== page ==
Temptation, the first feature from writer/director Richard J. Moir begins with a montage of black and white shots of London before segueing into footage of a ballet dancer. It’s a beautiful opening for an ugly story. Not that there’s a way to make a film about this kind of material that isn’t ugly unless you want to make some Hollywood fairy tale like Pretty Woman.
But Temptation is, in style and substance, about as far from Hollywood as it gets. Shot almost entirely in black and white for just over $1,000 it’s a marriage of grim social realism and film as art. Running just over an hour, it’s an impressive work.
Boy (Richard J. Moir) is a London sex worker. Abused growing up and abused now by clients and his pimp. Temptation mixes slices of that life with what appears to be a visualization of what’s going on in his mind. Given the budget Moir obviously had to rely on talent and imagination here.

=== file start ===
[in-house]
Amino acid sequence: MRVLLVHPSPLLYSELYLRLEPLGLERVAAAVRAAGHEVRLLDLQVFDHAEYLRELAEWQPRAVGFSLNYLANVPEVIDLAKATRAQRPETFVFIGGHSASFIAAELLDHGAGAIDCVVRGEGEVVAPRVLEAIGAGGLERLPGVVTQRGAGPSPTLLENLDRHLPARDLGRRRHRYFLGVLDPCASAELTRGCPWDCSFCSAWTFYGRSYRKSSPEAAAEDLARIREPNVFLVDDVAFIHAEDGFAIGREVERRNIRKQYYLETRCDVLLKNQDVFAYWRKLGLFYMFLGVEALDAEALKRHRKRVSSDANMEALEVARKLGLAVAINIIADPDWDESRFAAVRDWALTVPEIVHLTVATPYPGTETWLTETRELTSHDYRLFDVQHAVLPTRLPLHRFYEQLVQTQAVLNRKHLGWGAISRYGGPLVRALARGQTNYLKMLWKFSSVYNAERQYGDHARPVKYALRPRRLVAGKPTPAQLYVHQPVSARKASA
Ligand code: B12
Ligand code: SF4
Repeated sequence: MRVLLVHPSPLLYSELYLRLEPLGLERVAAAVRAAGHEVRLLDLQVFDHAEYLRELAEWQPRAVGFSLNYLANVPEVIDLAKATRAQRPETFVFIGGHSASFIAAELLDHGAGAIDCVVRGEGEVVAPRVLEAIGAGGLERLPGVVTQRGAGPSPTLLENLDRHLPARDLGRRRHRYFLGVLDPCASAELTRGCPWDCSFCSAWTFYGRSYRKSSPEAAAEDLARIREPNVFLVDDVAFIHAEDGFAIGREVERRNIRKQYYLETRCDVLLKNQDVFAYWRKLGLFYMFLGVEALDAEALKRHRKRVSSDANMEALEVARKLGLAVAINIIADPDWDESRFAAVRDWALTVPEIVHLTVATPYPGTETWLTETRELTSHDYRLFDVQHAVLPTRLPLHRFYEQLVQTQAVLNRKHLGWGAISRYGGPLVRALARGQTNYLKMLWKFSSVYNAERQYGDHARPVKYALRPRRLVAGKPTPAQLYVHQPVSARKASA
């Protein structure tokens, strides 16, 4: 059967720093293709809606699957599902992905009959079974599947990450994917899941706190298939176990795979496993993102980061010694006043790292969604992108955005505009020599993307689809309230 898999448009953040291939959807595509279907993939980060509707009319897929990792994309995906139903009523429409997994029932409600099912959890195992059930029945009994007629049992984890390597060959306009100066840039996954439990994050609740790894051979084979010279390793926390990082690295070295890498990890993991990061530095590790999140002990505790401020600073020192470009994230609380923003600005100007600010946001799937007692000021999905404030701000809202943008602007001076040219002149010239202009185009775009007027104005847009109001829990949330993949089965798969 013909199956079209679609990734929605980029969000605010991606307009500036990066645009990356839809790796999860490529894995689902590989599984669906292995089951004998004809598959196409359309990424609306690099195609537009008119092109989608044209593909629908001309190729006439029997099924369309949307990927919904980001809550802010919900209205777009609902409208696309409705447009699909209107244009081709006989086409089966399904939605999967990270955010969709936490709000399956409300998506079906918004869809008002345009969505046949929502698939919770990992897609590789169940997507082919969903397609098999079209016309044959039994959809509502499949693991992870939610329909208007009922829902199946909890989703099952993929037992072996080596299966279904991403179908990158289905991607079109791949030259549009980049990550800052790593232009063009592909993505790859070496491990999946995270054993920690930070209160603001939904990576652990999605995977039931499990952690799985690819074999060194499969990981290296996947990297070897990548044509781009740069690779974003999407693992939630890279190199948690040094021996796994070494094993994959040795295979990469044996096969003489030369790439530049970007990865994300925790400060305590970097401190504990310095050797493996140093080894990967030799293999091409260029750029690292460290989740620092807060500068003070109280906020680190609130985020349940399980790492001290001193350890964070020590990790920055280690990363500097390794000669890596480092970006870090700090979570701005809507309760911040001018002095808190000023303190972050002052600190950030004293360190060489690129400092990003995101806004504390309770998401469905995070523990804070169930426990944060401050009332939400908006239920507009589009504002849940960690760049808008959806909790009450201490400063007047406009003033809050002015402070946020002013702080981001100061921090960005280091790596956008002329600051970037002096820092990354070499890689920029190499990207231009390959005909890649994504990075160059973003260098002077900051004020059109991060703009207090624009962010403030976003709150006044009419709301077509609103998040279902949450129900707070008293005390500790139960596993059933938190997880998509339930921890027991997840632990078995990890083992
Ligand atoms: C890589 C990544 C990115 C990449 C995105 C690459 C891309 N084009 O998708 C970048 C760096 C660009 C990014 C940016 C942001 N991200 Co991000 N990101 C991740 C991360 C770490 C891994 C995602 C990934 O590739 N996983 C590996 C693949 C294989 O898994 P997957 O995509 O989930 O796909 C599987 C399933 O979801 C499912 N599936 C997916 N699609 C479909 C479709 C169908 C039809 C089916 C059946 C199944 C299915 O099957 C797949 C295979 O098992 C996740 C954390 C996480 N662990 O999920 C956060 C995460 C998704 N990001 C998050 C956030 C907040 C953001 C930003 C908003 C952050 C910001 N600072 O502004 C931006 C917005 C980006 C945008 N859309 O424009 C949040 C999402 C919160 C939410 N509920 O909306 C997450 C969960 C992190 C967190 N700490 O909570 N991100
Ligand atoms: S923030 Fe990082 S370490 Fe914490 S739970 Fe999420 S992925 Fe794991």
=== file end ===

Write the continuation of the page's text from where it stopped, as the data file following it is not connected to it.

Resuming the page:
The dinner sequence shows just how much he can accomplish with dialogue, a few props, and an empty black background. It’s a scene that manages to be touching and funny and accurate while commenting on one of the most awkward of social events, meeting someone’s family. It is, in its own way, a much more accurate portrayal than those in more realistically structured films.
If you’re wondering why I’m not saying much about the plot, it’s because Temptation doesn’t really have one, per se. There seems to be the thread of one, that Boy is trying to shake off his past and its demons. But there isn’t much in the way of a narrative. The film’s heavily surreal structure is mostly open for interpretation by the viewer.
This was something well out of my usual wheelhouse and it made a nice change of pace. Temptation is beautifully shot and put together. Moir can be very proud of creating something that looks like it cost a lot more than it did. It obviously won’t be for everyone but for those who enjoy art films, it would be a good choice. It might also be a good film to watch along with the recently reviewed Dementer, which incorporates similar techniques into a more narrative-driven format.